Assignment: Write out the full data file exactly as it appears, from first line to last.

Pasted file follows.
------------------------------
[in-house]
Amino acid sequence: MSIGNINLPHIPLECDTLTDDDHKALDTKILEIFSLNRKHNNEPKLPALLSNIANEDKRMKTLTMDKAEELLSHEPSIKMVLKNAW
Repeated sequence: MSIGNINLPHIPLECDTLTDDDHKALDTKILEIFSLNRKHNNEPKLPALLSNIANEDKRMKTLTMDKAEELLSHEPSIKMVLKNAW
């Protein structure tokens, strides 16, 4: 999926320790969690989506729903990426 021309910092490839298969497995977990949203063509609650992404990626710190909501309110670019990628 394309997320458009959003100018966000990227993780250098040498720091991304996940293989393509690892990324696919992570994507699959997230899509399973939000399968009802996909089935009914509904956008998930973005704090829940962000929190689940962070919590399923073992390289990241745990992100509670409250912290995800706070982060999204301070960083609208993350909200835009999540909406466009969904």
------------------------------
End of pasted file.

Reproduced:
[in-house]
Amino acid sequence: MSIGNINLPHIPLECDTLTDDDHKALDTKILEIFSLNRKHNNEPKLPALLSNIANEDKRMKTLTMDKAEELLSHEPSIKMVLKNAW
Repeated sequence: MSIGNINLPHIPLECDTLTDDDHKALDTKILEIFSLNRKHNNEPKLPALLSNIANEDKRMKTLTMDKAEELLSHEPSIKMVLKNAW
């Protein structure tokens, strides 16, 4: 999926320790969690989506729903990426 021309910092490839298969497995977990949203063509609650992404990626710190909501309110670019990628 394309997320458009959003100018966000990227993780250098040498720091991304996940293989393509690892990324696919992570994507699959997230899509399973939000399968009802996909089935009914509904956008998930973005704090829940962000929190689940962070919590399923073992390289990241745990992100509670409250912290995800706070982060999204301070960083609208993350909200835009999540909406466009969904």